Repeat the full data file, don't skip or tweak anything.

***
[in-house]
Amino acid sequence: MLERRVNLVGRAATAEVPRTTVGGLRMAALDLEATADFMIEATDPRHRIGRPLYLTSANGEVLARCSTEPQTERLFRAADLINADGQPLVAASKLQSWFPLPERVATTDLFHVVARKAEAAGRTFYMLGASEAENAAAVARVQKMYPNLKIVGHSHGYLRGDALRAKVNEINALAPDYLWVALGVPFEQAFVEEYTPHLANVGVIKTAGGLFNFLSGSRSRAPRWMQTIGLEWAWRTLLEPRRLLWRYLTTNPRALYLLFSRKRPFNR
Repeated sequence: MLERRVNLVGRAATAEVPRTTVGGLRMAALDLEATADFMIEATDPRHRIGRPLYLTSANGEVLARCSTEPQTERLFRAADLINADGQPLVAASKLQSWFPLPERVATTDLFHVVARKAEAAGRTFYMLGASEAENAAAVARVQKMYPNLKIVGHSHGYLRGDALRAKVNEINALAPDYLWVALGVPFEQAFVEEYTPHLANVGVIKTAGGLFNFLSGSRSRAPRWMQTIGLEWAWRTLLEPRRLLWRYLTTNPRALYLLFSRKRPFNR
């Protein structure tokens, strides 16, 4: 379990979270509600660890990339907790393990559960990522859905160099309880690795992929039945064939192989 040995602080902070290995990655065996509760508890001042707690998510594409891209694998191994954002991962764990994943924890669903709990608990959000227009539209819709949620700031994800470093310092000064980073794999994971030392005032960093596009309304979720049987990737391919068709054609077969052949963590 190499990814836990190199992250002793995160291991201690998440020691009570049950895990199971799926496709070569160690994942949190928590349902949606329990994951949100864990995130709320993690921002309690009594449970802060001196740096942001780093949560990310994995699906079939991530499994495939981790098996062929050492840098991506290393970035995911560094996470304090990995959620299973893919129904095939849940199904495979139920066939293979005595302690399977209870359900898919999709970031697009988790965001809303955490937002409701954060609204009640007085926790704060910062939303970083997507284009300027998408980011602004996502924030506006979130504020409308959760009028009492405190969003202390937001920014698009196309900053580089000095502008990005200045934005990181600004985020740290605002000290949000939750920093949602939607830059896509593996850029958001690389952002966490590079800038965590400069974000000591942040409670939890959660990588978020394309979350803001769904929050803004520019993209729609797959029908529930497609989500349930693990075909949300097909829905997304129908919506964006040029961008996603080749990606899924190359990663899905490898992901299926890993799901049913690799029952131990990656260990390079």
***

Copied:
[in-house]
Amino acid sequence: MLERRVNLVGRAATAEVPRTTVGGLRMAALDLEATADFMIEATDPRHRIGRPLYLTSANGEVLARCSTEPQTERLFRAADLINADGQPLVAASKLQSWFPLPERVATTDLFHVVARKAEAAGRTFYMLGASEAENAAAVARVQKMYPNLKIVGHSHGYLRGDALRAKVNEINALAPDYLWVALGVPFEQAFVEEYTPHLANVGVIKTAGGLFNFLSGSRSRAPRWMQTIGLEWAWRTLLEPRRLLWRYLTTNPRALYLLFSRKRPFNR
Repeated sequence: MLERRVNLVGRAATAEVPRTTVGGLRMAALDLEATADFMIEATDPRHRIGRPLYLTSANGEVLARCSTEPQTERLFRAADLINADGQPLVAASKLQSWFPLPERVATTDLFHVVARKAEAAGRTFYMLGASEAENAAAVARVQKMYPNLKIVGHSHGYLRGDALRAKVNEINALAPDYLWVALGVPFEQAFVEEYTPHLANVGVIKTAGGLFNFLSGSRSRAPRWMQTIGLEWAWRTLLEPRRLLWRYLTTNPRALYLLFSRKRPFNR
């Protein structure tokens, strides 16, 4: 379990979270509600660890990339907790393990559960990522859905160099309880690795992929039945064939192989 040995602080902070290995990655065996509760508890001042707690998510594409891209694998191994954002991962764990994943924890669903709990608990959000227009539209819709949620700031994800470093310092000064980073794999994971030392005032960093596009309304979720049987990737391919068709054609077969052949963590 190499990814836990190199992250002793995160291991201690998440020691009570049950895990199971799926496709070569160690994942949190928590349902949606329990994951949100864990995130709320993690921002309690009594449970802060001196740096942001780093949560990310994995699906079939991530499994495939981790098996062929050492840098991506290393970035995911560094996470304090990995959620299973893919129904095939849940199904495979139920066939293979005595302690399977209870359900898919999709970031697009988790965001809303955490937002409701954060609204009640007085926790704060910062939303970083997507284009300027998408980011602004996502924030506006979130504020409308959760009028009492405190969003202390937001920014698009196309900053580089000095502008990005200045934005990181600004985020740290605002000290949000939750920093949602939607830059896509593996850029958001690389952002966490590079800038965590400069974000000591942040409670939890959660990588978020394309979350803001769904929050803004520019993209729609797959029908529930497609989500349930693990075909949300097909829905997304129908919506964006040029961008996603080749990606899924190359990663899905490898992901299926890993799901049913690799029952131990990656260990390079």